Budget 2017: personal allowance to rise to £11,500
Chancellor Phillip Hammond has reaffirmed the government’s plans to increase the personal tax allowance to £12,500 by the end of this Parliament in his Budget speech.
As previously announced, workers will see their personal tax allowance rise to £11,500 from 6 April 2017 and the allowance will reach £12,500 by the 2019/20 tax year.
Earnings below this amount are not liable to pay any income tax.
Rebecca Williams, client director at Brown Shipley, says: “As the personal income tax allowance increases, married clients and those in civil partnerships should consider whether their joint affairs are structured in a tax efficient way. Are both partners are using their personal allowances and basic rate tax bands? Can they restructure investments and/or income to ensure this happens?"
Higher rate tax payers will receive a further tax break as the 40% tax threshold is increased once more. From April 2017 only those with an income of more than £45,000 will be subject to a 40% rate of income tax. At present the threshold starts at £43,000 and the Conservatives have pledged to increase this to £50,000 by end of the current Parliament.
The minimum wage will rise from £7.20 to £7.50 from April 2017, Mr Hammond confirmed. Additionally, the amount that can be invested in an individual savings account (Isa) will also rise to £20,000 next month.
There were significant changes to the way self-employed people are taxed. From April 2018 class 4 national insurance contributions (NICs) will rise from 9% to 10% and a further 1% increase will be implemented in April 2019. Class 2 contributions will also be axed, as previously announced.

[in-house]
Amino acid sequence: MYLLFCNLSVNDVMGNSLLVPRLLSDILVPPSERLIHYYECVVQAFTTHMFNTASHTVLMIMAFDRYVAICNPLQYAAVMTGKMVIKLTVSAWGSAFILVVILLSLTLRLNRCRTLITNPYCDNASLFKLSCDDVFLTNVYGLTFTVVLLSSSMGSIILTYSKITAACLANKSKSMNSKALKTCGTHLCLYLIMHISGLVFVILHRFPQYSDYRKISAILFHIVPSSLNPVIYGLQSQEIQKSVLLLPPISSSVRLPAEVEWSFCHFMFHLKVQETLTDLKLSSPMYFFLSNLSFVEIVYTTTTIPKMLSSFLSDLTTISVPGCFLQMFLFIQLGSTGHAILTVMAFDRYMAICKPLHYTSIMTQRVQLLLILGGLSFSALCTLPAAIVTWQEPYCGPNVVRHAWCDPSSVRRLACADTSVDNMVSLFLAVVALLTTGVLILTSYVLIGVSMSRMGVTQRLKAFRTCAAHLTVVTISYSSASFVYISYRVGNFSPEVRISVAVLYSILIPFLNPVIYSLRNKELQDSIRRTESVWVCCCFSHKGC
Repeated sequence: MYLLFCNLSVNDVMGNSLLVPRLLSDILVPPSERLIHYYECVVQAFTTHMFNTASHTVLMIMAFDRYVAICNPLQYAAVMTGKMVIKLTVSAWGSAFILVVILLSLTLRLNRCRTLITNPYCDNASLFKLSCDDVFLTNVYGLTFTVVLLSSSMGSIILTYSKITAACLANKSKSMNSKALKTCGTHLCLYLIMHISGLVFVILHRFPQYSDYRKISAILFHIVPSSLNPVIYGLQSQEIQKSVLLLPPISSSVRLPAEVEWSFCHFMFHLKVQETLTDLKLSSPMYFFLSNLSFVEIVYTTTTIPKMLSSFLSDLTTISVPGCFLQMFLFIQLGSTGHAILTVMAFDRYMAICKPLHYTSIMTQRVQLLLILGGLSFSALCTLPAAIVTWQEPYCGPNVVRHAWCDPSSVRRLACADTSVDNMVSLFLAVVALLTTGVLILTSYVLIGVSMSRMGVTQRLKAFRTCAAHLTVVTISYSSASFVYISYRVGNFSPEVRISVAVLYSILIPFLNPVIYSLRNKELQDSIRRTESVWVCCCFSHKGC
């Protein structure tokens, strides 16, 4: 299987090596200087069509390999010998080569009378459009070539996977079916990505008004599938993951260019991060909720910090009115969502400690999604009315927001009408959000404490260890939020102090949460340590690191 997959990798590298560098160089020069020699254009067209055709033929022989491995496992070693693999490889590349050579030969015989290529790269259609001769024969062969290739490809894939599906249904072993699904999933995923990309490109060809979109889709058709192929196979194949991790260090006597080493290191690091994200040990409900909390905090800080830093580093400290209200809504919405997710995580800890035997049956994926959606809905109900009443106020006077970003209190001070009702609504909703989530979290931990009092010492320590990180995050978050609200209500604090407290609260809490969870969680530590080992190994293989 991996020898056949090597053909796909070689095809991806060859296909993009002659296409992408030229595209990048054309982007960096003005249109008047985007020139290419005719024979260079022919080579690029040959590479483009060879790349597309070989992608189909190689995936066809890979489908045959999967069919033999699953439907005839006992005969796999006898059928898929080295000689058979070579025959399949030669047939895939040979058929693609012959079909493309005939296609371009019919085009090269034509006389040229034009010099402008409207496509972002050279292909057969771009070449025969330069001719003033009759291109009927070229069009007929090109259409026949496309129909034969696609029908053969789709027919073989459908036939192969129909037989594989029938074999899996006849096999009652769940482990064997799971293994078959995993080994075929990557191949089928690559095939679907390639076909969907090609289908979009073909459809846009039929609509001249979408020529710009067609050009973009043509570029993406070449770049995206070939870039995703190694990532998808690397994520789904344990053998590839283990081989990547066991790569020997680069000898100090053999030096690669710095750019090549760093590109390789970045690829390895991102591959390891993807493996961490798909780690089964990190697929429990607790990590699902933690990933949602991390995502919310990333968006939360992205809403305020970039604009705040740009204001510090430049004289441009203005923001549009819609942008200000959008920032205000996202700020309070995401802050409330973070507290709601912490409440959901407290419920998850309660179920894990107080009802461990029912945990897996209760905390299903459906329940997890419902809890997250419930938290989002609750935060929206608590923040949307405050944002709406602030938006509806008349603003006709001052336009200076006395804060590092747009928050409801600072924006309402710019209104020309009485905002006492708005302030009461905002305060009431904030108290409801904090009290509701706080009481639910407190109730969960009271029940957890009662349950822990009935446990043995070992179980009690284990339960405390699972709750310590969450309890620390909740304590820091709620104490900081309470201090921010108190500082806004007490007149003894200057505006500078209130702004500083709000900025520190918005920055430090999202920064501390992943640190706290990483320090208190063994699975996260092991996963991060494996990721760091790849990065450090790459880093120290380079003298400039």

Elsewhere, the government announced plans to introduce free transport for pupils who attend grammar schools and receive free school meals.
Free Childcare will be extended to working families with children under 12 in England, providing up to £2,000 a year to help with childcare costs. From September 2017, this free childcare offer will double, from 15 to 30 hours a week for families with three and four year olds.
A scheme originally established in 1944 to provide protection against sickness and unemployment as well as helping fund the National Health Service (NHS) and state benefits. NI contributions are compulsory and based on a person’s earnings above a certain threshold. There are several classes of NI, but which one an individual pays depends on whether they are employed, self-employed, unemployed or an employer. Payment of Class 1 contributions by employees gives them entitlement to the basic state pension, the additional state pension, jobseeker’s allowance, employment and support allowance, maternity allowance and bereavement benefits. From April 2016, to qualify for the full state pension, individuals will need 35 years’ of NI contributions.
Invidivual Savings Accounts were introduced on 6 April 1999 to replace personal equity plans (PEPs) and tax-exempt special savings accounts (TESSAs) with one plan that covered both stockmarket and savings products, the returns from which are tax-exempt. The ISA is not in itself an investment product. Rather, it’s a tax-free “wrapper” in which you place investments and savings up to a specified annual allowance where the returns (capital growth, dividends, interest) are tax-exempt (you don’t have to declare ISAs and their contents on your tax return). However, any dividends are taxed within the investment, and that can’t be reclaimed.